The estimable Brunswick Times Record recently published an interesting article about Maine's Irish immigrants who were so important in the creation of the state.
Except the paper didn't call them Irish, but rather Ulster-Scots.
Being part Irish Protestant myself, it's a problem with which I'm familiar. Even my own family members disparage their ancestors by referring to them as Scotch-Irish.
In fact, the early American ancestors of those who now call themselves Ulster-Scots or Scotch-Irish mostly described themselves as Irish. The modifiers were added in the late 19th century to create distance from poor Irish Catholic immigrants coming into the country in large numbers - and thus are a bit snotty and prejudiced.
Besides, those of us of Irish Protestant background shouldn't denigrate our contributions to both American and Irish culture, which include:
- Redefining St. Patrick's Day as a cause for bawdy celebration and not simply as a day of holy obligation.
- Founding important American support groups such as the Hibernians, the Friendly Sons of Saint Patrick, and Irish Aid societies
- Helping in the largely Protestant revolt of 1798. With two minor exceptions there would not be another Irish armed rebellion until the 20th century.
- Irish Protestant emigrants played a major role in the American Revolution and the revolution in turn influenced events in Ireland. For example, the first copy of the Declaration of Independence to be printed outside of North America appeared in the pages of the 'Belfast Newsletter.'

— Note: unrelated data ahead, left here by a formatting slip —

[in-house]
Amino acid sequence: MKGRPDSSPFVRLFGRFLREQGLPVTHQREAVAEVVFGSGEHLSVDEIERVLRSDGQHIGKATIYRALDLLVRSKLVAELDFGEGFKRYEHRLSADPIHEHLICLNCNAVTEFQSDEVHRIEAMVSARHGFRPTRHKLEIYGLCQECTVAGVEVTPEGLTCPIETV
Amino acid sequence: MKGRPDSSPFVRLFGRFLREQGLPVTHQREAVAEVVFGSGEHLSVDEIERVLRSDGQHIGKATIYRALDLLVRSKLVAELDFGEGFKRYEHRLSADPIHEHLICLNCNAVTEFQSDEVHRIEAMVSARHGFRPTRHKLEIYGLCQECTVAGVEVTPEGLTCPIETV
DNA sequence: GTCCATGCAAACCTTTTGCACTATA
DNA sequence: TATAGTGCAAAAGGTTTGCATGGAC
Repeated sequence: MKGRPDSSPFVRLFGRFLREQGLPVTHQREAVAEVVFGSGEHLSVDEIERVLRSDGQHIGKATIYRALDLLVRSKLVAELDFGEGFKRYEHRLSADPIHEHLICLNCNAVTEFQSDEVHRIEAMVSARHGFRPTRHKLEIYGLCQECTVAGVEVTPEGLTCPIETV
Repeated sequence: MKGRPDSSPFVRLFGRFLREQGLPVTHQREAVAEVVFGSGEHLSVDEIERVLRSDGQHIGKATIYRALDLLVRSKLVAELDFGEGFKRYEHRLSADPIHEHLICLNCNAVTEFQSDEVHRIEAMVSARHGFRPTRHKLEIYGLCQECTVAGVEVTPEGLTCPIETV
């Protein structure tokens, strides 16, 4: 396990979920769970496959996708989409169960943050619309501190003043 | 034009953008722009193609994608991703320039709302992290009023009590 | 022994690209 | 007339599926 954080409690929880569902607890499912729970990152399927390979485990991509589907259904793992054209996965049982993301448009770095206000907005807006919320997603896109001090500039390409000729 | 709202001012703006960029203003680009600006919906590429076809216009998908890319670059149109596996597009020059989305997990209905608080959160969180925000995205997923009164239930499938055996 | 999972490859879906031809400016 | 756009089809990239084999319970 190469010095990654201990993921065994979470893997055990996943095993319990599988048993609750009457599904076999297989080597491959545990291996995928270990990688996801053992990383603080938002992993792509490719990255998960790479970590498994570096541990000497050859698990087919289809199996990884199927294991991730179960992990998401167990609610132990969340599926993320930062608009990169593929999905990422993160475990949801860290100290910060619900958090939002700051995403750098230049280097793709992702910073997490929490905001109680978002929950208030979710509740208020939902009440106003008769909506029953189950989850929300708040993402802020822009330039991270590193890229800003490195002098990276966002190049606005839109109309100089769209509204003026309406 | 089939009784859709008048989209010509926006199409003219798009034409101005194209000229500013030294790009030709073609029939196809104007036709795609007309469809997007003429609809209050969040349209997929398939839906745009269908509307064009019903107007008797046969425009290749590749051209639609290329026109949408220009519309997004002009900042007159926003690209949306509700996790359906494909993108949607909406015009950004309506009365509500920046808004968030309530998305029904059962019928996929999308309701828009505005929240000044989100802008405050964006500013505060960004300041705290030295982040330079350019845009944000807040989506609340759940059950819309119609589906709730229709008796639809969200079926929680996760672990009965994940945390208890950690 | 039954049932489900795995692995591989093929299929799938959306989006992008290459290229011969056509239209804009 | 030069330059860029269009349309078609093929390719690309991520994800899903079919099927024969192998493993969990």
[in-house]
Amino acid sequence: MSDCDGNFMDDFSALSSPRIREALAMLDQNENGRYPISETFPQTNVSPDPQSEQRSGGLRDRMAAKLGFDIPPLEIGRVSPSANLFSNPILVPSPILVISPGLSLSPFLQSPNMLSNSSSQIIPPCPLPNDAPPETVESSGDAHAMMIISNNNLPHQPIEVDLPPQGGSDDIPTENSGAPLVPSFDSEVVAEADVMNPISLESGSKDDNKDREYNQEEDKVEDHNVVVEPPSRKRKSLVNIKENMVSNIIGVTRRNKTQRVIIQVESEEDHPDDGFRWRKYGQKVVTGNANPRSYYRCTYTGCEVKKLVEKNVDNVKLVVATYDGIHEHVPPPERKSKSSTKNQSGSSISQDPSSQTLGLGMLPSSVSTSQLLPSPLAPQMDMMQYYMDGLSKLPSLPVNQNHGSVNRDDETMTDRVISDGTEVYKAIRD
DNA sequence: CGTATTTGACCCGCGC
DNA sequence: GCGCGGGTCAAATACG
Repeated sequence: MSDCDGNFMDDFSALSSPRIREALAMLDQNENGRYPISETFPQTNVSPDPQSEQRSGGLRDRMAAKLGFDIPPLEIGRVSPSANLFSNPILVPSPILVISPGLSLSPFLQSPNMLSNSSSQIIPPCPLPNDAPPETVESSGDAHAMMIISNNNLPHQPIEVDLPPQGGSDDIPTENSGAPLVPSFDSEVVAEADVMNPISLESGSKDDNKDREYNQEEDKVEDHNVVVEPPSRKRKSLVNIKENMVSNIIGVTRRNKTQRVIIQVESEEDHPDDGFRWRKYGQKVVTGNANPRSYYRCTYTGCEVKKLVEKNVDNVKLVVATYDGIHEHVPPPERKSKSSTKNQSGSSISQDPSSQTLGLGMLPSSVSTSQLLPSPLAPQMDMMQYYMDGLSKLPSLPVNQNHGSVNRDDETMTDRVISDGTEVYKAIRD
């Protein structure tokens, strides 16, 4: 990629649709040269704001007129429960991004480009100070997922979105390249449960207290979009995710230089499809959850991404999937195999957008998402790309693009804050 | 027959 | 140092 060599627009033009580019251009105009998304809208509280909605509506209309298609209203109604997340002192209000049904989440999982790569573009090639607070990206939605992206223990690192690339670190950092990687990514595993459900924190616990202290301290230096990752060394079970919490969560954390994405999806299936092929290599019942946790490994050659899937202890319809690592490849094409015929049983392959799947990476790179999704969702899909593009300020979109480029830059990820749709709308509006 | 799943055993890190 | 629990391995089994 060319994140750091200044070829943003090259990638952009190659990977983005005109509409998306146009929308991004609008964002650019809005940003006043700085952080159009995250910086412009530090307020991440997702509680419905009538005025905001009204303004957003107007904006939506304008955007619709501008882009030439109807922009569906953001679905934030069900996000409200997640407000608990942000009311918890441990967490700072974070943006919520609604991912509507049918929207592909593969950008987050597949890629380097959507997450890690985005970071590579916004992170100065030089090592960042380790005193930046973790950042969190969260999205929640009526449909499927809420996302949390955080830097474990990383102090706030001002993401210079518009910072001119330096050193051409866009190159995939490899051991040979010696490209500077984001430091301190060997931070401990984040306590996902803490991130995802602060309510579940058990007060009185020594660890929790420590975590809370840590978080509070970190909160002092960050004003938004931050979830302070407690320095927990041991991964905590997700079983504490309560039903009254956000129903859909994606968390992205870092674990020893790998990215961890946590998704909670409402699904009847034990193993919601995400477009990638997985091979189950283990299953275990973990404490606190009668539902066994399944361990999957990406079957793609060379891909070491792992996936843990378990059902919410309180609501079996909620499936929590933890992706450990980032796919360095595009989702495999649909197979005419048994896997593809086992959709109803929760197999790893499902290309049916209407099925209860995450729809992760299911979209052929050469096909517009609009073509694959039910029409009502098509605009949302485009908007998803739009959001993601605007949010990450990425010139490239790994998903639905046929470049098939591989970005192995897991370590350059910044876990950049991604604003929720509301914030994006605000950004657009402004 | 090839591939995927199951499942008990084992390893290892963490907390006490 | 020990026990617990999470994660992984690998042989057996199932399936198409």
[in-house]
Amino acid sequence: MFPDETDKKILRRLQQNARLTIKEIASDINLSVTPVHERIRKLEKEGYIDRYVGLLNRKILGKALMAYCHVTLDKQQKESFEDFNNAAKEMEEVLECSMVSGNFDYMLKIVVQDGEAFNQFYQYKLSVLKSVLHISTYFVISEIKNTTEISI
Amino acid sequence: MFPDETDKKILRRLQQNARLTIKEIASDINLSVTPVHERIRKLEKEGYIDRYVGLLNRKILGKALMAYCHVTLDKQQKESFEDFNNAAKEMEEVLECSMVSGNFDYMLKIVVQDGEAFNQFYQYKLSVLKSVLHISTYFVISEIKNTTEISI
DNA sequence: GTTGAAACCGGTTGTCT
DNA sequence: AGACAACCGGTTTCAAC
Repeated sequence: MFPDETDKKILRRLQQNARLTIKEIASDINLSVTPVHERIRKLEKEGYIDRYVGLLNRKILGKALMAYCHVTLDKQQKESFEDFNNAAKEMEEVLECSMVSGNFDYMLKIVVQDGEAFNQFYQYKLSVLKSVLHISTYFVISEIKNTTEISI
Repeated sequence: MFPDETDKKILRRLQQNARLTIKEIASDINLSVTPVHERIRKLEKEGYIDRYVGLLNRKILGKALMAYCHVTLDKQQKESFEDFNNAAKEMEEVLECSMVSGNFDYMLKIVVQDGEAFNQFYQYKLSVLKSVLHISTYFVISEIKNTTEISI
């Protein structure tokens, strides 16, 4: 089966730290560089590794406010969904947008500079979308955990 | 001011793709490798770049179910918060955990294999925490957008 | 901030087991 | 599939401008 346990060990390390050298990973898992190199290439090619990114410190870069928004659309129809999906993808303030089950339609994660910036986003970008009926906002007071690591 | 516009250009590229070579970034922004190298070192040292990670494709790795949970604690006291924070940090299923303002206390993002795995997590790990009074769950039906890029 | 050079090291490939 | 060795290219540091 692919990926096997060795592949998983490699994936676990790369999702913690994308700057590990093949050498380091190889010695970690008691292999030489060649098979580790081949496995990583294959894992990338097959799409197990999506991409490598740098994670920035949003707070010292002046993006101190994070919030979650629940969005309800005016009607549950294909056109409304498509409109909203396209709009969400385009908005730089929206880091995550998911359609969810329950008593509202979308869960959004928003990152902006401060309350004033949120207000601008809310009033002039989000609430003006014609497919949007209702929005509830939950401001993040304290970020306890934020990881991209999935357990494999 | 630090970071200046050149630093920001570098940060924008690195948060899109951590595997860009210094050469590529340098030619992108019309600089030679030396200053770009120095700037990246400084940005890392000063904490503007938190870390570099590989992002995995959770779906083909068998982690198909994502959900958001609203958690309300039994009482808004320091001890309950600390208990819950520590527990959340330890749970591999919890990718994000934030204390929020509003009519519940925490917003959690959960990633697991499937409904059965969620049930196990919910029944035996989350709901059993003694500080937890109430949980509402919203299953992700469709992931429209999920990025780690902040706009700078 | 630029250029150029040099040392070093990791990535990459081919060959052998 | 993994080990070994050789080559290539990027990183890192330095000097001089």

- Among the influences on Irish Protestants were the writings of Tom Paine. His 'Rights of Man' was declared "the Bible of Belfast.' 40,000 copies were sold in Ulster and it was reprinted in four Irish newspapers.
- Irish Protestant Thomas Addis Emmett, brother of 1798 uprising leader Robert Emmett, was captured and condemned but later won a reprieve. In 1804, a year after his brother was hung, he emigrated to America. He became the highly regarded attorney general of New York. Tom Paine liked him well enough to leave him $200 in his will.
- A 20th century Protestant fighter for the Irish cause, Erskine Childers, was executed on charges of possessing a small pistol after helping Eamon de Valera and other IRA members lead a rebellion against the Irish free state government. His son would become president of Ireland in the 1970s. In support of his father's execution, Winston Churchill said, "no man has done more harm or done more genuine malice or endeavored to bring a greater curse upon the common people of Ireland than this strange being."
- Although he would later become far more conservative, Protestant poet WB Yeats as a young man was a member of the Irish Republican Brotherhood. An 1899 police report called him as "more or less revolutionary."
- Yeats said of Irish Protestants during a 1925 Senate debate on divorce, "We . . . are no petty people. We are one of the great stocks of Europe. We are the people of Burke; we are the people of Swift, the people of Emmet, the people of Parnell. We have created most of the modern literature of this country. We have created the best of its political intelligence."
Why would anyone want to dilute such a history with mere Scottish blarney?